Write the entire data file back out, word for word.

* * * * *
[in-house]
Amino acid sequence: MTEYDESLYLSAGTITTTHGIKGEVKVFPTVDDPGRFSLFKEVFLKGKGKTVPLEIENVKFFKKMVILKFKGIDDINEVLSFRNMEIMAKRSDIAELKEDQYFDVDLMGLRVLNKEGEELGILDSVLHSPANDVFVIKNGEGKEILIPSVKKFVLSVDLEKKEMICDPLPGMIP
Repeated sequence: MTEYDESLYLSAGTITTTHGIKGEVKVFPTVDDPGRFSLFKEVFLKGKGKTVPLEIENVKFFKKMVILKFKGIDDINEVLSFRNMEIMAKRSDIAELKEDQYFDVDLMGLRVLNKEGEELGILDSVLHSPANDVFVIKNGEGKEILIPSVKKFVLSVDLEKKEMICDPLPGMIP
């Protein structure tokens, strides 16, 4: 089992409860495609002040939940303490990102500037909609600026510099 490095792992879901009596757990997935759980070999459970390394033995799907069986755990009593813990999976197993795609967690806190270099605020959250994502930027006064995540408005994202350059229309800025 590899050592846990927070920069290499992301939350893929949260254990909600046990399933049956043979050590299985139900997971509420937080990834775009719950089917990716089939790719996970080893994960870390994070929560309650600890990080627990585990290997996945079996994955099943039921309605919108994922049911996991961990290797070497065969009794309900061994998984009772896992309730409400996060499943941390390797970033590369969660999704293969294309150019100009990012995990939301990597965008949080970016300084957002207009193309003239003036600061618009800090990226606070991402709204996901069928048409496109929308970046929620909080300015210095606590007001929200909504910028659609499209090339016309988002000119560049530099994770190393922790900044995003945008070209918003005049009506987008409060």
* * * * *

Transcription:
[in-house]
Amino acid sequence: MTEYDESLYLSAGTITTTHGIKGEVKVFPTVDDPGRFSLFKEVFLKGKGKTVPLEIENVKFFKKMVILKFKGIDDINEVLSFRNMEIMAKRSDIAELKEDQYFDVDLMGLRVLNKEGEELGILDSVLHSPANDVFVIKNGEGKEILIPSVKKFVLSVDLEKKEMICDPLPGMIP
Repeated sequence: MTEYDESLYLSAGTITTTHGIKGEVKVFPTVDDPGRFSLFKEVFLKGKGKTVPLEIENVKFFKKMVILKFKGIDDINEVLSFRNMEIMAKRSDIAELKEDQYFDVDLMGLRVLNKEGEELGILDSVLHSPANDVFVIKNGEGKEILIPSVKKFVLSVDLEKKEMICDPLPGMIP
């Protein structure tokens, strides 16, 4: 089992409860495609002040939940303490990102500037909609600026510099 490095792992879901009596757990997935759980070999459970390394033995799907069986755990009593813990999976197993795609967690806190270099605020959250994502930027006064995540408005994202350059229309800025 590899050592846990927070920069290499992301939350893929949260254990909600046990399933049956043979050590299985139900997971509420937080990834775009719950089917990716089939790719996970080893994960870390994070929560309650600890990080627990585990290997996945079996994955099943039921309605919108994922049911996991961990290797070497065969009794309900061994998984009772896992309730409400996060499943941390390797970033590369969660999704293969294309150019100009990012995990939301990597965008949080970016300084957002207009193309003239003036600061618009800090990226606070991402709204996901069928048409496109929308970046929620909080300015210095606590007001929200909504910028659609499209090339016309988002000119560049530099994770190393922790900044995003945008070209918003005049009506987008409060």